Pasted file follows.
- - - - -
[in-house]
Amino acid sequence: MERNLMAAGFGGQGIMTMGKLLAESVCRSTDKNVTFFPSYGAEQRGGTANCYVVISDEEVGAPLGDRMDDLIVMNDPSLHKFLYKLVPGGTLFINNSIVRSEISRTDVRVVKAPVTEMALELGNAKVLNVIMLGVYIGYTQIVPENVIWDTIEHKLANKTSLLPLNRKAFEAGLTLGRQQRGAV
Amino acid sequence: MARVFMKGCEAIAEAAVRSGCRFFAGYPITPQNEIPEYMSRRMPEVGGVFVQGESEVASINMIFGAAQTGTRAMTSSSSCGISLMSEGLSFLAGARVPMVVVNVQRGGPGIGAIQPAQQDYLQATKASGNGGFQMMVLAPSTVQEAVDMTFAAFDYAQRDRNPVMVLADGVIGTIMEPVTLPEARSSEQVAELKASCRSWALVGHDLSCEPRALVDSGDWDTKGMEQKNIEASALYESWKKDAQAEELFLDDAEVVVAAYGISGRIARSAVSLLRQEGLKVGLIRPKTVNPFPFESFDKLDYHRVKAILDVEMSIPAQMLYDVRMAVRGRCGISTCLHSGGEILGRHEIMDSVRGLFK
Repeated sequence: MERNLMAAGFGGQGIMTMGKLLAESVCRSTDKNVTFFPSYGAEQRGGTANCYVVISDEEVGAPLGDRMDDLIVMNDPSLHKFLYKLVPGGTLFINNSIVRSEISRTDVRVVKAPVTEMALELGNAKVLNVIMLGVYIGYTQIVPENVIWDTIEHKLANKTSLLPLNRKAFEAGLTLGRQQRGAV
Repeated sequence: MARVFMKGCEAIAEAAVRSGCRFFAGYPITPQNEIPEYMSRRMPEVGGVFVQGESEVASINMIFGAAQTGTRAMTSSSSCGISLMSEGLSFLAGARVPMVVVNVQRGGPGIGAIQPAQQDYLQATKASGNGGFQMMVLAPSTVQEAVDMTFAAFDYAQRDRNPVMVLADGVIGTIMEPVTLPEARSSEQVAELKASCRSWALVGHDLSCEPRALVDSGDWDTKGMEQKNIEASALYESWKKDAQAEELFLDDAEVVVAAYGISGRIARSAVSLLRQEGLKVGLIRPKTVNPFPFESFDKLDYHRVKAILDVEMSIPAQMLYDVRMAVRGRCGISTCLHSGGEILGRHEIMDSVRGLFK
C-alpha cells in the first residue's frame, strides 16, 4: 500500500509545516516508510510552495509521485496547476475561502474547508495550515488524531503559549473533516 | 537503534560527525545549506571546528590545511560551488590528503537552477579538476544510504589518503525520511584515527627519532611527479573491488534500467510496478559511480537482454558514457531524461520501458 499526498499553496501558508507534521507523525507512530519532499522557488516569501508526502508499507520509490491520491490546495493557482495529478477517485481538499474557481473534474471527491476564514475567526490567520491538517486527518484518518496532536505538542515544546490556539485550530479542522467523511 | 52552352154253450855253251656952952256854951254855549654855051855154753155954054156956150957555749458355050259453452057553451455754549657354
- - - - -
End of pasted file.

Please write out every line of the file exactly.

[in-house]
Amino acid sequence: MERNLMAAGFGGQGIMTMGKLLAESVCRSTDKNVTFFPSYGAEQRGGTANCYVVISDEEVGAPLGDRMDDLIVMNDPSLHKFLYKLVPGGTLFINNSIVRSEISRTDVRVVKAPVTEMALELGNAKVLNVIMLGVYIGYTQIVPENVIWDTIEHKLANKTSLLPLNRKAFEAGLTLGRQQRGAV
Amino acid sequence: MARVFMKGCEAIAEAAVRSGCRFFAGYPITPQNEIPEYMSRRMPEVGGVFVQGESEVASINMIFGAAQTGTRAMTSSSSCGISLMSEGLSFLAGARVPMVVVNVQRGGPGIGAIQPAQQDYLQATKASGNGGFQMMVLAPSTVQEAVDMTFAAFDYAQRDRNPVMVLADGVIGTIMEPVTLPEARSSEQVAELKASCRSWALVGHDLSCEPRALVDSGDWDTKGMEQKNIEASALYESWKKDAQAEELFLDDAEVVVAAYGISGRIARSAVSLLRQEGLKVGLIRPKTVNPFPFESFDKLDYHRVKAILDVEMSIPAQMLYDVRMAVRGRCGISTCLHSGGEILGRHEIMDSVRGLFK
Repeated sequence: MERNLMAAGFGGQGIMTMGKLLAESVCRSTDKNVTFFPSYGAEQRGGTANCYVVISDEEVGAPLGDRMDDLIVMNDPSLHKFLYKLVPGGTLFINNSIVRSEISRTDVRVVKAPVTEMALELGNAKVLNVIMLGVYIGYTQIVPENVIWDTIEHKLANKTSLLPLNRKAFEAGLTLGRQQRGAV
Repeated sequence: MARVFMKGCEAIAEAAVRSGCRFFAGYPITPQNEIPEYMSRRMPEVGGVFVQGESEVASINMIFGAAQTGTRAMTSSSSCGISLMSEGLSFLAGARVPMVVVNVQRGGPGIGAIQPAQQDYLQATKASGNGGFQMMVLAPSTVQEAVDMTFAAFDYAQRDRNPVMVLADGVIGTIMEPVTLPEARSSEQVAELKASCRSWALVGHDLSCEPRALVDSGDWDTKGMEQKNIEASALYESWKKDAQAEELFLDDAEVVVAAYGISGRIARSAVSLLRQEGLKVGLIRPKTVNPFPFESFDKLDYHRVKAILDVEMSIPAQMLYDVRMAVRGRCGISTCLHSGGEILGRHEIMDSVRGLFK
C-alpha cells in the first residue's frame, strides 16, 4: 500500500509545516516508510510552495509521485496547476475561502474547508495550515488524531503559549473533516 | 537503534560527525545549506571546528590545511560551488590528503537552477579538476544510504589518503525520511584515527627519532611527479573491488534500467510496478559511480537482454558514457531524461520501458 499526498499553496501558508507534521507523525507512530519532499522557488516569501508526502508499507520509490491520491490546495493557482495529478477517485481538499474557481473534474471527491476564514475567526490567520491538517486527518484518518496532536505538542515544546490556539485550530479542522467523511 | 52552352154253450855253251656952952256854951254855549654855051855154753155954054156956150957555749458355050259453452057553451455754549657354